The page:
|Title||Identification and characterization of the missing phosphatase on the riboflavin biosynthesis pathway in Arabidopsis thaliana|
|Publication Type||Journal Article|
|Year of Publication||2016|
|Authors||Sa N., Rawat R., Thornburg C., Walker K.D, Roje S.|
|Type of Article||Article|
|Keywords||Arabidopsis thaliana; ARPP phosphatase; bifunctional deaminase-reductase; directed-overflow; enzymes; escherichia-coli; flavin; fmn hydrolase; had superfamily; haloacid dehalogenase superfamily; metabolism; riboflavin biosynthesis; saccharomyces-cerevisiae; vitamin b-2 biosynthesis|
Despite the importance of riboflavin as the direct precursor of the cofactors flavin adenine dinucleotide (FAD) and flavin mononucleotide (FMN), the physiologically relevant catalyst dephosphorylating the riboflavin biosynthesis pathway intermediate 5-amino-6-ribitylamino-2,4(1H,3H) pyrimidinedione 5-phosphate (ARPP) has not been characterized from any organism. By using as the query sequence a previously identified plastidial FMN hydrolase AtcpFHy1 (At1g79790), belonging to the haloacid dehalogenase (HAD) superfamily, seven candidates for the missing ARPP phosphatase were found, cloned, recombinantly expressed, and purified. Activity screening showed that the enzymes encoded by AtcpFHy1, At4g11570, and At4g25840 catalyze dephosphorylation of ARPP. AtcpFHy1 was renamed AtcpFHy/PyrP1, At4g11570 and At4g25840 were named AtPyrP2 and AtGpp1/PyrP3, respectively. Subcellular localization in planta indicated that AtPyrP2 was localized in plastids and AtGpp1/PyrP3 in mitochondria. Biochemical characterization of AtcpFHy/PyrP1 and AtPyrP2 showed that they have similar K-m values for the substrate ARPP, with AtcpFHy/PyrP1 having higher catalytic efficiency. Screening of 21 phosphorylated substrates showed that AtPyrP2 is specific for ARPP. Molecular weights of AtcpFHy/PyrP1 and AtPyrP2 were estimated at 46 and 72kDa, suggesting dimers. pH and temperature optima for AtcpFHy/PyrP1 and AtPyrP2 were similar to 7.0-8.5 and 40-50 degrees C. T-DNA knockout of AtcpFHy/PyrP1 did not affect the flavin profile of the transgenic plants, whereas silencing of AtPyrP2 decreased accumulation of riboflavin, FMN, and FAD. Our results strongly support AtPyrP2 as the missing phosphatase on the riboflavin biosynthesis pathway in Arabidopsis thaliana. The identification of this enzyme closes a long-standing gap in understanding of the riboflavin biosynthesis in plants.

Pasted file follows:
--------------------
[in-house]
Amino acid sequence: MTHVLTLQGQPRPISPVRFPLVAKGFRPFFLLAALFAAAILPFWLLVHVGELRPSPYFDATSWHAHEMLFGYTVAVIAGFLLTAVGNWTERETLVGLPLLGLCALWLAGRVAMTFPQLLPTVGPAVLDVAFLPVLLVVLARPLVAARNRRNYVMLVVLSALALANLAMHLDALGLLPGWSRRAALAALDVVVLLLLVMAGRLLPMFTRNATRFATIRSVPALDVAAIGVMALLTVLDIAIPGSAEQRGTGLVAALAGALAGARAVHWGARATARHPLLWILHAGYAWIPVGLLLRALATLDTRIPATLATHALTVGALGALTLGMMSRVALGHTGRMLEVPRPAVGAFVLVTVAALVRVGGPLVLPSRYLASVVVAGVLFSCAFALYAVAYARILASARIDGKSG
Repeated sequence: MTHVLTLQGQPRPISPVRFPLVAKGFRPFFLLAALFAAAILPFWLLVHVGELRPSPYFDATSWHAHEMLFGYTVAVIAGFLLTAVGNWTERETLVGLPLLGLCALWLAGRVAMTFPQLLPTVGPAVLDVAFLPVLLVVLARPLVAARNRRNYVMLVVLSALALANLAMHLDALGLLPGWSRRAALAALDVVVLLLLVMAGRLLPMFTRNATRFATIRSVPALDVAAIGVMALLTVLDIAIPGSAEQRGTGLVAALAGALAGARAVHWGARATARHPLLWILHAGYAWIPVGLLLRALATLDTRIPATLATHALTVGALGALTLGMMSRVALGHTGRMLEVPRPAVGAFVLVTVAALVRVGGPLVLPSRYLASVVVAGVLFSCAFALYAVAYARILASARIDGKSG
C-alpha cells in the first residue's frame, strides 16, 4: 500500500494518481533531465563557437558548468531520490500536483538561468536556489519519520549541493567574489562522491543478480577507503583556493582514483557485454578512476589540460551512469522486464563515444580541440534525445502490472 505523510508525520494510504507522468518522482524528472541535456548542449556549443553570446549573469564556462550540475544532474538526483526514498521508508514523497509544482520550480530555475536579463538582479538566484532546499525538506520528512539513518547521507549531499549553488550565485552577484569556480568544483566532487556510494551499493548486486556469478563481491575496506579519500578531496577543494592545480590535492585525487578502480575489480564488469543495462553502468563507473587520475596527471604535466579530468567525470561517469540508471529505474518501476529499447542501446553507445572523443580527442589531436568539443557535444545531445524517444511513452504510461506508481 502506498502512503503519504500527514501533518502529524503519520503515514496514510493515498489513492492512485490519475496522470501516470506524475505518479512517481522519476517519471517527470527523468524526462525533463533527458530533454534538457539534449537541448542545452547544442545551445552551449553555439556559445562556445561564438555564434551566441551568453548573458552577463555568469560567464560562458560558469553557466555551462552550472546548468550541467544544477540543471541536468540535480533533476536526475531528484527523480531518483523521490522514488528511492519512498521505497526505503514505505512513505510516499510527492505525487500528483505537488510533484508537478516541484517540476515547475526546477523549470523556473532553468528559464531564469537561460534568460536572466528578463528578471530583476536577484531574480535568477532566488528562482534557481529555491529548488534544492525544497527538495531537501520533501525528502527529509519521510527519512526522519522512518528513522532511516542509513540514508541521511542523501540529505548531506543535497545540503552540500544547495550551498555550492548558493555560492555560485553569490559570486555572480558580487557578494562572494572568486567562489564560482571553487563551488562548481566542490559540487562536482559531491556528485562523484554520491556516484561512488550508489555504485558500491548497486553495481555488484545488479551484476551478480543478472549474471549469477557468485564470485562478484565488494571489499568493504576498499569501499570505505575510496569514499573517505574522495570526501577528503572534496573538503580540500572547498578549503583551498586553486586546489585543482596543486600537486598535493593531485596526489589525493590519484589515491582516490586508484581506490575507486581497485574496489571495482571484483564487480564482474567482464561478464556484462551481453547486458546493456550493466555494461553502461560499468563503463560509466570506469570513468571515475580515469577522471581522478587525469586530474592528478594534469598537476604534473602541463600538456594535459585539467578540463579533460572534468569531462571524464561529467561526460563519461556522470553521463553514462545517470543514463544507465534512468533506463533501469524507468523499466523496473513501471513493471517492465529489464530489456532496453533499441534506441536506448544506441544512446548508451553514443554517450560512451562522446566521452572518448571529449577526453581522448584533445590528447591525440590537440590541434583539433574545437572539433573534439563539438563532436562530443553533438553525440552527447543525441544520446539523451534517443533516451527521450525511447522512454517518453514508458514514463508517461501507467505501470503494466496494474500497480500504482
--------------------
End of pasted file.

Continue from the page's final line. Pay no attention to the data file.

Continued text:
|Short Title||Plant J.|